DBP Van Provincial Co-Chair: “Systematic repression in prisons”
Çetin Uyar, Van Provincial Co-Chair of the Democratic Regions Party (DBP), stated that the state repression of hunger-striking prisoners in Turkey has reached the level of "systematic repression."
For the past 288 days, Turkish prisoners have been on an indefinite alternating hunger strike in protest of the isolation measures imposed on Kurdish People's Leader Abdullah Öcalan. Despite all the constraints, the political prisoners demonstrate their determination and resilience. Despite the hunger strikers' progress, the government has yet to take any action. The AKP-MHP coalition, which is breaking its own rules, refuses to even let Abdullah Öcalan see his family.
DBP (Democratic Regions Party) Van Provincial Co-Chair Çetin Uyar assessed opposition to isolation measures in jails to ANF, saying, "Abdullah Öcalan has been in isolation in Imralı prison for 22 years. Since 2015, he has been denied access to his family and legal counsel. We are concerned about Abdullah Öcalan's health as a result of the pandemic outbreak. On behalf of the people of Van and the DBP, we urge that these talks take place as soon as possible."
‘Isolation must end as soon as possible’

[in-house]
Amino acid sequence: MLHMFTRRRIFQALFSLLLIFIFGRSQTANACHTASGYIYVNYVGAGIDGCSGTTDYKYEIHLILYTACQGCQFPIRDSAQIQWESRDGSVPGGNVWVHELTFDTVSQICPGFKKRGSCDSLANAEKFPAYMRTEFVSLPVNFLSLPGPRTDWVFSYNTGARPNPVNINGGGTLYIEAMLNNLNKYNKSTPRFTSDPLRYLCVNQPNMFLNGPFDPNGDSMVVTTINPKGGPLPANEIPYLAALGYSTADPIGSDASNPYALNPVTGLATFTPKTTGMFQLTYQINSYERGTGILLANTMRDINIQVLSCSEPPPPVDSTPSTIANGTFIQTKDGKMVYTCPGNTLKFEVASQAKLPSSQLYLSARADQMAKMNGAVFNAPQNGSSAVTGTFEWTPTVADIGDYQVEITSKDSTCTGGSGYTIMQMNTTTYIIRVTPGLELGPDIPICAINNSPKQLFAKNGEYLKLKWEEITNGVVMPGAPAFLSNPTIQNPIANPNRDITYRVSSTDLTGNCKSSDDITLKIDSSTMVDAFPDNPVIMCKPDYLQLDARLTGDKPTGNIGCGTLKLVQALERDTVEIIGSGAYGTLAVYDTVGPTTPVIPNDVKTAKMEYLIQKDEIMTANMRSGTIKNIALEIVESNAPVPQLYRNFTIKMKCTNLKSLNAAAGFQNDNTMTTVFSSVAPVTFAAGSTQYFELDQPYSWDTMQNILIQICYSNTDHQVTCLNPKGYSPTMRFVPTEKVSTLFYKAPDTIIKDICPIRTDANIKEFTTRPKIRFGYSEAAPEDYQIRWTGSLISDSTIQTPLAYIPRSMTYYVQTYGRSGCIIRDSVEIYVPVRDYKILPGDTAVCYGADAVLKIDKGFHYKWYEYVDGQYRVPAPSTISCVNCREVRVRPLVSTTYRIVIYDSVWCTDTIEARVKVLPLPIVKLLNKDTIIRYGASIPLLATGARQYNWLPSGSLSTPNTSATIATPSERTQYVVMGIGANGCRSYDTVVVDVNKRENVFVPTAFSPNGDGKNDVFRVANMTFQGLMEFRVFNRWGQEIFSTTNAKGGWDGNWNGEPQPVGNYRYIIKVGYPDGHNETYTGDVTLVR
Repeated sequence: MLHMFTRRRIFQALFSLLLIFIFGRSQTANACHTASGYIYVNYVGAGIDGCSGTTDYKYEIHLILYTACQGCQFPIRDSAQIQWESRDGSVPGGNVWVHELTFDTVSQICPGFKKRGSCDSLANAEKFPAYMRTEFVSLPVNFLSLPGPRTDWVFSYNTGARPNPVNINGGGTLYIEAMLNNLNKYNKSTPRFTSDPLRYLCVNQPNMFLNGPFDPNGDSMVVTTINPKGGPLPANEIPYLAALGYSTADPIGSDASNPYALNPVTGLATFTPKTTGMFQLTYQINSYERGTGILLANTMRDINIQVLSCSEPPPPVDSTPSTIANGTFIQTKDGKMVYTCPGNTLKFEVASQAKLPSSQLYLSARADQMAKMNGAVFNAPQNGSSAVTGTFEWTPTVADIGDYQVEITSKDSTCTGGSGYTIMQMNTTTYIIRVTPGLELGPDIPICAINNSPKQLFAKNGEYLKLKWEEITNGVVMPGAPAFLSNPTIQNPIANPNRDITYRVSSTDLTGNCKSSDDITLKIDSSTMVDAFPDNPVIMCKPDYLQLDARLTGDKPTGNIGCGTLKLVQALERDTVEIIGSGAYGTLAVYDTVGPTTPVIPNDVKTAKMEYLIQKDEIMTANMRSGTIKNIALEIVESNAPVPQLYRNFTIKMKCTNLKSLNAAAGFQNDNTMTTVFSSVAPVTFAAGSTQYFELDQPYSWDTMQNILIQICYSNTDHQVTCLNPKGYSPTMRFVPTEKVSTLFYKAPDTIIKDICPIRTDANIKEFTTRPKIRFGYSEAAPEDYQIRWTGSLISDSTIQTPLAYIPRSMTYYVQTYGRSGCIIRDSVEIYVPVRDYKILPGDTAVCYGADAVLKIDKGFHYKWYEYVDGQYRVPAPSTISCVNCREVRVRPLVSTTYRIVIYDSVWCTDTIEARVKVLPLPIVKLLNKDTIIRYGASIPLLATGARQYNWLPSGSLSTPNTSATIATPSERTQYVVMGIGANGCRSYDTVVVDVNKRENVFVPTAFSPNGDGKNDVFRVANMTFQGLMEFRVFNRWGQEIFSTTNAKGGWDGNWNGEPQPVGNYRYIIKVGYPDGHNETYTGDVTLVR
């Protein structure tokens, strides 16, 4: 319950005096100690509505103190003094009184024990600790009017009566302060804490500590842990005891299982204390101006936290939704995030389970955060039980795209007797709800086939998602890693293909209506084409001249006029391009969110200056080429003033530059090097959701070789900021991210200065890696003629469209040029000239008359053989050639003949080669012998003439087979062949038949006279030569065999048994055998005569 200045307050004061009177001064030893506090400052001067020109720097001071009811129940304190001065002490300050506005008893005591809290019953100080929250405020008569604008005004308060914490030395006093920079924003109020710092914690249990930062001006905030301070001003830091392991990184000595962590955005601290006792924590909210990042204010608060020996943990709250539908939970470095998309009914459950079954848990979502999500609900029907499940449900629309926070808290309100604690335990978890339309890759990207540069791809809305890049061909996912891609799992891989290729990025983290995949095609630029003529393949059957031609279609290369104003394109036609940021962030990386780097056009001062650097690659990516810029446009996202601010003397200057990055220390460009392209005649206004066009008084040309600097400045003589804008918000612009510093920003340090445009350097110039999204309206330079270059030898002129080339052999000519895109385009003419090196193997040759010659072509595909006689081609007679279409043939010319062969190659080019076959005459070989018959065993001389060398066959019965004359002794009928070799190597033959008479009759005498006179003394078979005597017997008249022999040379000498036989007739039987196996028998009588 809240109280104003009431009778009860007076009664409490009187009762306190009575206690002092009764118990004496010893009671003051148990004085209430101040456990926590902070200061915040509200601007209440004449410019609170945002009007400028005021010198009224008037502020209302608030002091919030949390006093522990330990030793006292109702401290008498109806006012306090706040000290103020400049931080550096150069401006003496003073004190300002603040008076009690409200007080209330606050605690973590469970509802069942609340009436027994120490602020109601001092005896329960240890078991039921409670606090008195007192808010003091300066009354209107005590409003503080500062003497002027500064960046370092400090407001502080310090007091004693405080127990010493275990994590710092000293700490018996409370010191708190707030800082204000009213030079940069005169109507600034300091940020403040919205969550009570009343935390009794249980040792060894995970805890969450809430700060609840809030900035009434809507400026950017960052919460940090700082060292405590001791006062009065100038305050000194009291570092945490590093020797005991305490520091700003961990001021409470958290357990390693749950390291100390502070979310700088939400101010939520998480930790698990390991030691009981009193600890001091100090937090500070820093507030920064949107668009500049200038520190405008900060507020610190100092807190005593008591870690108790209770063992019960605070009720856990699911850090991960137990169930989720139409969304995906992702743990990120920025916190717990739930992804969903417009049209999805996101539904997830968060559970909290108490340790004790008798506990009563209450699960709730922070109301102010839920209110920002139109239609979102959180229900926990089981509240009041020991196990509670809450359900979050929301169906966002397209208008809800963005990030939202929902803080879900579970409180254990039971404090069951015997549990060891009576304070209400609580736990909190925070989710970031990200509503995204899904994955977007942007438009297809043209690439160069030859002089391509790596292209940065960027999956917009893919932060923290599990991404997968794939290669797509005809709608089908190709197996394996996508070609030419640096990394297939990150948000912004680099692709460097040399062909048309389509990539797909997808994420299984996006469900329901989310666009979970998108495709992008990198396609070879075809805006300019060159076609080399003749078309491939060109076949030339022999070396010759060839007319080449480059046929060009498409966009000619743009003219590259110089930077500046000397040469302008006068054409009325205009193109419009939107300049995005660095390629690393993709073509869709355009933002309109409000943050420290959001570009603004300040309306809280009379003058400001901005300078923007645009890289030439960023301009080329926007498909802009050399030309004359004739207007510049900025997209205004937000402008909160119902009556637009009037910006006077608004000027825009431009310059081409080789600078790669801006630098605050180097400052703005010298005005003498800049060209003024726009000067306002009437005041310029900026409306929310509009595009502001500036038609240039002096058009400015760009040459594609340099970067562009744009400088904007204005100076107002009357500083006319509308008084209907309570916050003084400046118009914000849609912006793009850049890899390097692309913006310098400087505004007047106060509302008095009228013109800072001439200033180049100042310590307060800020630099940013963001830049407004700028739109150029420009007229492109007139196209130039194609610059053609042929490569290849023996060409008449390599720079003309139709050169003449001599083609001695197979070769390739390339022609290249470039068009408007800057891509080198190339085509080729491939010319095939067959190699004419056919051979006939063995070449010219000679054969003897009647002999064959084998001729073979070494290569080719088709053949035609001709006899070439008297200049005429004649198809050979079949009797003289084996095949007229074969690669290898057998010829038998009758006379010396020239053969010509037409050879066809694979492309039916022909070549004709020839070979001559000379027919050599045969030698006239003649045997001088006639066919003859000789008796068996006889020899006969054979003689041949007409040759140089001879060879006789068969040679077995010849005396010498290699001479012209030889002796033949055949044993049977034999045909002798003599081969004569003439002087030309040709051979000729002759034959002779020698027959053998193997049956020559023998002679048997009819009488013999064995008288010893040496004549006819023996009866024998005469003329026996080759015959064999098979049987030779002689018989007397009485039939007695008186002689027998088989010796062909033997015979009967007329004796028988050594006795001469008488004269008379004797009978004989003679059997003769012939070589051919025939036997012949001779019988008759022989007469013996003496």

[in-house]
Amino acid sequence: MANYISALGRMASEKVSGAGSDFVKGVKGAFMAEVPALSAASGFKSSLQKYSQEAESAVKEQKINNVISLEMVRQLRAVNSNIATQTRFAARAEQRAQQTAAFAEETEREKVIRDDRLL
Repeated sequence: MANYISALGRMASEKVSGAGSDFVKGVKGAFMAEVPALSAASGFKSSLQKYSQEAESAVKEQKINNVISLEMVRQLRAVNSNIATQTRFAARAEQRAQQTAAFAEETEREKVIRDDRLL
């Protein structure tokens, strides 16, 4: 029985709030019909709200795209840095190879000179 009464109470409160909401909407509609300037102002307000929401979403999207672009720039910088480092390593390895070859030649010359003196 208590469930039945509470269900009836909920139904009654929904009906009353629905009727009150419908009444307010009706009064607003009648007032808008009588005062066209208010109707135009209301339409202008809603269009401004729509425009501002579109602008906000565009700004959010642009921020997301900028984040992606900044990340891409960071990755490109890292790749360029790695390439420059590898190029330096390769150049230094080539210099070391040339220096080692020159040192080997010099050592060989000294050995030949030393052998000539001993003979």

“Thousands of our friends in jail have joined the hunger strike resistance,” Uyar stated, recalling that thousands of prisoners have been on a hunger strike for 288 days in protest at the Imrali isolation: “We've said it many times as a party, and we'll keep saying it. We oppose isolation. The isolation must end as quickly as possible. The Ministry of Justice should be considerate about this.”
‘Isolation is applied even in the hospital'
Uyar stated that the pressure on political prisoners who continue to resist has risen, saying, "During the 288-day hunger strike, our ailing companions were unable to go to the doctor. Because the inmates are held alone in the hospital for 14 days. Letters in Kurdish are not delivered, and searches are conducted in a detailed manner. In prison, there is isolation within isolation. The pressure is enormous. We'll say it again: Isolation must be abolished and a solution must be found.”